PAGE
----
Social & Emotional Development
Developing Self-Regulation
WiseTip: SE-REG-M2436-P01B

Allow your toddler to play as they like but give clear expectations for safe behaviours. Use simple rules that toddlers can understand. Share these rules with other caregivers so that all of you can be consistent.


Play has been shown to be effective in helping children develop self-regulation.

To sustain play, children must act deliberately, inhibiting behaviour that is not part of the specific role. This inhibiting action helps support the development of intentional behaviour.

Pretend play is a mature form of play which requires planning and
symbolic thinking

Symbolic Play - Play that occurs when a child transforms the physical environment into a symbol. In the symbolic play, children use a variety of objects in symbolic play.1 They learn to transform objects, substituting them for other objects and acting toward them as if they were those other objects.2 For example, a broomstick is a horse, and a paper plate is a steering wheel.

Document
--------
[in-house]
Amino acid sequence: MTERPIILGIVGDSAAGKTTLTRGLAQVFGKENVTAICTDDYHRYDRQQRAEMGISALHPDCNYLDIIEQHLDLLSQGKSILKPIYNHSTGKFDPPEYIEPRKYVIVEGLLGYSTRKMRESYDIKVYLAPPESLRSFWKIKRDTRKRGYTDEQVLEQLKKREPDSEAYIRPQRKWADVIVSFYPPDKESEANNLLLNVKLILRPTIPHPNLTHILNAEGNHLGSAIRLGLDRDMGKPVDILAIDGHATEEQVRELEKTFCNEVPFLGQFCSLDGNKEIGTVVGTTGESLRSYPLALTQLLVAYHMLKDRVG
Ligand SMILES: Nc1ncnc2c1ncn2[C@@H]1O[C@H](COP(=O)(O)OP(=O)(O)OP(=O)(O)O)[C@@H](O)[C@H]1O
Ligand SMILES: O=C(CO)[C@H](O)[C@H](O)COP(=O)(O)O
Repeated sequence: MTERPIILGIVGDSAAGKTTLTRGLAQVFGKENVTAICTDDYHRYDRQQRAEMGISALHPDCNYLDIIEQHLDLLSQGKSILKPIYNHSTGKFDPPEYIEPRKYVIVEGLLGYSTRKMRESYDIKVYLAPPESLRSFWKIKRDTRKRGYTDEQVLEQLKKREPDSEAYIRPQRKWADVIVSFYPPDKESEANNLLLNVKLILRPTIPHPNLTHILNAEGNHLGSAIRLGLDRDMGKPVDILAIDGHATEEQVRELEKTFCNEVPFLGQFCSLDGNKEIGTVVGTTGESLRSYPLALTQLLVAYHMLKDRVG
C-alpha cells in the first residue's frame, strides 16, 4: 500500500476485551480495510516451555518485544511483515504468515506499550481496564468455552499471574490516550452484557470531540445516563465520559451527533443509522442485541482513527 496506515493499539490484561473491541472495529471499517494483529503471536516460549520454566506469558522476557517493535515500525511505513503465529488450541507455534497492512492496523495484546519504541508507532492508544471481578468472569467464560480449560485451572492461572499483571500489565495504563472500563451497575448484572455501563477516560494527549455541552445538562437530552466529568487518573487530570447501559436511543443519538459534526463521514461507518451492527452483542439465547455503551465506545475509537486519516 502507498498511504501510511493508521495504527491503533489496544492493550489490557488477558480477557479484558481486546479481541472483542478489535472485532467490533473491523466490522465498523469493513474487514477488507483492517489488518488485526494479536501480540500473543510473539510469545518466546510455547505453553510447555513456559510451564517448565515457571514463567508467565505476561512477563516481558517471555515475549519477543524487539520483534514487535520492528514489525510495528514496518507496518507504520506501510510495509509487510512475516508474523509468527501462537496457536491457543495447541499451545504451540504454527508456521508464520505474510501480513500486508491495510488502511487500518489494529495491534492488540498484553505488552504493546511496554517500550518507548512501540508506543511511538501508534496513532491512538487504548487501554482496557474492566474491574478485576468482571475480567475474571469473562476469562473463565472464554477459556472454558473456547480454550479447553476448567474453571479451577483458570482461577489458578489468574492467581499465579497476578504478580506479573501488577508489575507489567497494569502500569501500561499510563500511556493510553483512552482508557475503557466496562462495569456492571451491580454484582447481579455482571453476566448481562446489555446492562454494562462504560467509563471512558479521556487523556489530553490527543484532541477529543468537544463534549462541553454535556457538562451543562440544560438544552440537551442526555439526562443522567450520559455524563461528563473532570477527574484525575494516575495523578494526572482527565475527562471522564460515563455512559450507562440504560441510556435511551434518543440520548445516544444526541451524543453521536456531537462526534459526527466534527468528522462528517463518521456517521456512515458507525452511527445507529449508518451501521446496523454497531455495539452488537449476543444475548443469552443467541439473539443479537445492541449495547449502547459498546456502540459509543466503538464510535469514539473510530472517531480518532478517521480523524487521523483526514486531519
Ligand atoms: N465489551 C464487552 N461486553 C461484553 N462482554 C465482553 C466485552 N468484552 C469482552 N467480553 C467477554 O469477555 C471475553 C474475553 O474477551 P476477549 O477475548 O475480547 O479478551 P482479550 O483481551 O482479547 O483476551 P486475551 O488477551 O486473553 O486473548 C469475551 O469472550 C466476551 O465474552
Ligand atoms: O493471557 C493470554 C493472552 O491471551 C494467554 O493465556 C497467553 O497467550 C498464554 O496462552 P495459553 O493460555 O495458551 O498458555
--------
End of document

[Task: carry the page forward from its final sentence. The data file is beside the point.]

1. Santrock, J. W. (2011). Child Development (14th ed.). New York, NY, USA: McGraw-Hill Education.

2. Smith, P. K. (2007). Pretend play and children’s cognitive and literacy development: Sources of evidence and some lessons from the past. In K. A. Roskos & J. F. Christie (Eds.), Play and literacy in early childhood. Mahwah, NJ: Erlbaum.

and has been shown to help develop self-talk, which is beneficial for helping to regulate the child’s own emotions and behaviours.

Allowing toddlers to play freely but within behaviour boundaries helps them regulate better. Parental use of positive controlling strategies, such as directiveness with low to moderate power assertion, guidance and instruction, was positively related to self-regulation. Conversely, negative controlling strategies, such as power assertive, limit-setting activities and coercive behaviours, were negatively associated with self-regulation.